Œte, with high Parnassus, heard the voice;
Eurotas’ banks remurmured to the noise;.
Again Leucothea shook at these alarms,
And pressed Palæmon closer in her arms.
Headlong from thence the glowing fury springs,
And o’er the Theban palace spreads her wings,
Once more invades the guilty dome, and shrouds
Its bright pavilions in a veil of clouds.
Straight with the rage of all their race possessed

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Thebais - Book One - part I

Fraternal rage, the guilty Thebes’ alarms,
Th’ alternate reign destroyed by impious arms,
Demand our song; a sacred fury fires
My ravished breast, and all the muse inspires.
O goddess, say, shall I deduce my rhymes
From the dire nation in its early times,
Europa’s rape, Agenor’s stern decree,
And Cadmus searching round the spacious sea?
How with the serpent’s teeth he sowed the soil,
And reaped an iron harvest of his toil?
Or how from joining stones the city sprung,
While to his harp divine Amphion sung?
Or shall I Juno’s hate to Thebes resound,
Whose fatal rage th’ unhappy monarch found?
The sire against the son his arrows drew,
O’er the wide fields the furious mother flew,
And while her arms a second hope contain,
Sprung from the rocks and plunged into the main.
But waive whate’er to Cadmus may belong,
And fix, O muse ! the barrier of thy song

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Thebais - Book One - part IV

For by the black infernal Styx I swear,
(That dreadful oath which binds the thunderer)
‘Tis fixed; th’ irrevocable doom of Jove;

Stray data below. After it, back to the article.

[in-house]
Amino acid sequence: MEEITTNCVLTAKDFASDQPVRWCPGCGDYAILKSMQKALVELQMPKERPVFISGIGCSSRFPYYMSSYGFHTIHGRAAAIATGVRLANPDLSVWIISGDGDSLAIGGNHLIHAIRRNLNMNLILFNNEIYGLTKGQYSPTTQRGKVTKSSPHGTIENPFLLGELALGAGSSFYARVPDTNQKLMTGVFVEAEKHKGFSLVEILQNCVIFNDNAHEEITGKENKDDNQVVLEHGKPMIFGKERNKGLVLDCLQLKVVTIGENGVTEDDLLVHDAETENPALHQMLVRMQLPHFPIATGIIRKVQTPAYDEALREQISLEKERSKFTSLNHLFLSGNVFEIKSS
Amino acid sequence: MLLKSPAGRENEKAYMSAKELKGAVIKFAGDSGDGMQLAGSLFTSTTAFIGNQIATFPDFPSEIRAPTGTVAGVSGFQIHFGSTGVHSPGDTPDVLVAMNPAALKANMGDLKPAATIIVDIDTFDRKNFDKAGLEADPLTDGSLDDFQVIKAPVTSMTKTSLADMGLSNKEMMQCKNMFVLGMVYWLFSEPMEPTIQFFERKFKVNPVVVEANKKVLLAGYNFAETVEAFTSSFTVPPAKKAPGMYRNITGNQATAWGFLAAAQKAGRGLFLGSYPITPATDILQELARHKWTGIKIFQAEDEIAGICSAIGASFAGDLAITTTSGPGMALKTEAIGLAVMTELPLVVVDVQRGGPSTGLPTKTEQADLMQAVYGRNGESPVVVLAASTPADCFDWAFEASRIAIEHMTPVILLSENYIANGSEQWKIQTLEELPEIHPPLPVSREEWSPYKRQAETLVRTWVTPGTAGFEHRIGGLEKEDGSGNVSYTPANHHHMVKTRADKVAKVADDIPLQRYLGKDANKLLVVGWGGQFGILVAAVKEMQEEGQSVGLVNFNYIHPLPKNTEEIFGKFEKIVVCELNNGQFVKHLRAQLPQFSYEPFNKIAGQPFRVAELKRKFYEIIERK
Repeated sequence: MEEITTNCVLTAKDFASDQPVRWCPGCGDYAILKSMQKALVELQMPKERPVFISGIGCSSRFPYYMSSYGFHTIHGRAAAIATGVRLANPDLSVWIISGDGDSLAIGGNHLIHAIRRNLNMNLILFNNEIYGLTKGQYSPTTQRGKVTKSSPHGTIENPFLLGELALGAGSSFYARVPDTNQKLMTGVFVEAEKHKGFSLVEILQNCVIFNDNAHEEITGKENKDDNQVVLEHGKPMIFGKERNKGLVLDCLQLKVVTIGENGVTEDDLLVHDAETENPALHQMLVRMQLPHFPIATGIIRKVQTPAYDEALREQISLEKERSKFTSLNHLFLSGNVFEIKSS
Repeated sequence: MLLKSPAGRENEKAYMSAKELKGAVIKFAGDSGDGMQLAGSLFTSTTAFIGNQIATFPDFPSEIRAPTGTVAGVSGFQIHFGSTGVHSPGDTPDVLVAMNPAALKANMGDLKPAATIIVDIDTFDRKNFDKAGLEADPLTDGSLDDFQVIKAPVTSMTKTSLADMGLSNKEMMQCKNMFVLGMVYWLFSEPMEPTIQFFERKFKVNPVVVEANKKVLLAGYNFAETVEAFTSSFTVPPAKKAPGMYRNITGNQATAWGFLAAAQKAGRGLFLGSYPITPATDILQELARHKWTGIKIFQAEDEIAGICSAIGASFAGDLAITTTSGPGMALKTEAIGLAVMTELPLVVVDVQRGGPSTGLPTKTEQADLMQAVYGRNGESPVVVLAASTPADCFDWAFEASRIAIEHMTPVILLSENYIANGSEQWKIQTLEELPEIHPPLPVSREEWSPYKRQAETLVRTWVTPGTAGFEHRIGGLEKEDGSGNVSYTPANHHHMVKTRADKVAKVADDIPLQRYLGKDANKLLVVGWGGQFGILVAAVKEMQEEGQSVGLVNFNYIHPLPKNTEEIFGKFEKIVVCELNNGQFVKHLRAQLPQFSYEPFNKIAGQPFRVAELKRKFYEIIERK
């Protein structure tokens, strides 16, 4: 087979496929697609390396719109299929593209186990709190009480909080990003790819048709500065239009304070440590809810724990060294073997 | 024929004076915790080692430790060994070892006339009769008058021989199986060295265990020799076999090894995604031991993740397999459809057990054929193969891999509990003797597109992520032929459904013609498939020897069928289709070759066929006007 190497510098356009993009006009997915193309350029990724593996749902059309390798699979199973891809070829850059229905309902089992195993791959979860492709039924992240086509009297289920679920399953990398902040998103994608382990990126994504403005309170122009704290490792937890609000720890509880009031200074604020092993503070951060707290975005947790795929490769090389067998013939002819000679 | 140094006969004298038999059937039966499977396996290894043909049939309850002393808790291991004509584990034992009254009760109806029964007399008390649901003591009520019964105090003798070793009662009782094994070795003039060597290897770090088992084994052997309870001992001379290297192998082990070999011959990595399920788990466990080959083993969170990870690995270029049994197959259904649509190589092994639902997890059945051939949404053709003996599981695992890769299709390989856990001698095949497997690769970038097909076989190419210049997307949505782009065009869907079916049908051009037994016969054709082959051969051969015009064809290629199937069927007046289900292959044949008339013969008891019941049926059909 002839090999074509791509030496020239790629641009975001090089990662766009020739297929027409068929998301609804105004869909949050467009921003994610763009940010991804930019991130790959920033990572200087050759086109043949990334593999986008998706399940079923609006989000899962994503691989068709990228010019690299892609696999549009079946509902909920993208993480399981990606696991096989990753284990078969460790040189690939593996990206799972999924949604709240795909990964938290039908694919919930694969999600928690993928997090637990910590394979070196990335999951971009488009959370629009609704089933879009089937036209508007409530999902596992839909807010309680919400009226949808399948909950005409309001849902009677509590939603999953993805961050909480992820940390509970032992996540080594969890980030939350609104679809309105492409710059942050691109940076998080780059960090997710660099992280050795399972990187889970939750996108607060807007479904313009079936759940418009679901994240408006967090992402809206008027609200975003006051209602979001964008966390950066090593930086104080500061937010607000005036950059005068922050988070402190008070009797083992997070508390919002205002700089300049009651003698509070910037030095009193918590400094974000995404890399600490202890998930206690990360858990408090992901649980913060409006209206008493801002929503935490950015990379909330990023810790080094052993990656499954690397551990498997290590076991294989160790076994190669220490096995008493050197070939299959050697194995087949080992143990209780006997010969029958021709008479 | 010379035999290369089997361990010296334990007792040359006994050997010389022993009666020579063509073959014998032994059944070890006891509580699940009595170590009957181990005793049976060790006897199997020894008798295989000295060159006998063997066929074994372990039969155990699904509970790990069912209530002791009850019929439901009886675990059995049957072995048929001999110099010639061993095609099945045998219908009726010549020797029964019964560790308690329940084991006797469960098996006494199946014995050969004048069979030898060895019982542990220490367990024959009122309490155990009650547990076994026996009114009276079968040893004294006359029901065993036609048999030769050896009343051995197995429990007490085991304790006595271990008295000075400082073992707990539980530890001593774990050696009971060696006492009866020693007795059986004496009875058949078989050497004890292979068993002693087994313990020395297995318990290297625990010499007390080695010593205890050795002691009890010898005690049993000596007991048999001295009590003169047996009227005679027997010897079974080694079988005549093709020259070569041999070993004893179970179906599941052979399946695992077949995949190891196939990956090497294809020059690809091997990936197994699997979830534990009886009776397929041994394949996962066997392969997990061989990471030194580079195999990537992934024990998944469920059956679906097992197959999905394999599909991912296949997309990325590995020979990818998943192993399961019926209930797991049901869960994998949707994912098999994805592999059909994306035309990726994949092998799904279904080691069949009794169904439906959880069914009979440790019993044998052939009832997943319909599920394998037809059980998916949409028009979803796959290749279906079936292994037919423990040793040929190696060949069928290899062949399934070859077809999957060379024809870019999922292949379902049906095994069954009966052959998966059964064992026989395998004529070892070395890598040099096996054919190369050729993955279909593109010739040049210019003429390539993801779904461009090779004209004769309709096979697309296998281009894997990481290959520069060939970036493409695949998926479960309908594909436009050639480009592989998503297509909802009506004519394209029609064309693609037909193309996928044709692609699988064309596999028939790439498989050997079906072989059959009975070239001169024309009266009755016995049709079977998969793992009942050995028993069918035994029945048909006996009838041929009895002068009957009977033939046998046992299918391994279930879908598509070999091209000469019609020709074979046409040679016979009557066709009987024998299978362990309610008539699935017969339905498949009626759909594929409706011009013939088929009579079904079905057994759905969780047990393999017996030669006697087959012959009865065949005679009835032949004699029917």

No force can bend me, no persuasion move.
haste then, Cyllenius, through the liquid air;
Go, mount the winds, and to the shades repair;
Bid hell’s black monarch my commands obey,
And give up Laius to the realms of day,
Whose ghost yet shiv’ring on Cocytus’ sand,
Expects its passage to thc further strand:
Let the pale sire revisit Thebes, and bear
These pleasing orders to the tyrant’s ear;
That from his exiled brother, swelled with pride
Of foreign forces, and his Argive bride,
Almighty Jove commands him to detain
The promised empire, and alternate reign:
Be this the cause of more than mortal hate:
The rest, succeeding times shall ripen into fate.”
The god obeys, and to his feet applies
Those golden wings that cut the yielding skies.

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Thebais - Book One - part V

The king once more the solemn rites requires,
And bids renew the feasts, and wake the fires.
his train obey, while all the courts around
With noisy care and various tumult sound.
Embroidered purple clothes the golden beds;
This slave the floor, and that the table spreads;
A third dispels the darkness of the night,
And fills depending lamps with beams of light.
Here loaves in canisters are piled on high,
And there in flames the slaughtered victims fry.
Sublime in regal state Adrastus shone,
Stretched on rich carpets on his iv’ry throne;
A lofty couch rcceives each princely guest;
Around, at awful distance, wait the rest.
And now the king, his royal feast to grace,
Acestis calls, the guardian of his race,
Who first their youth in arts of virtue trained,
And their ripe years in modest grace maintained;
Then softly whispered in her faithful ear,
And bade his daughters at the rites appear.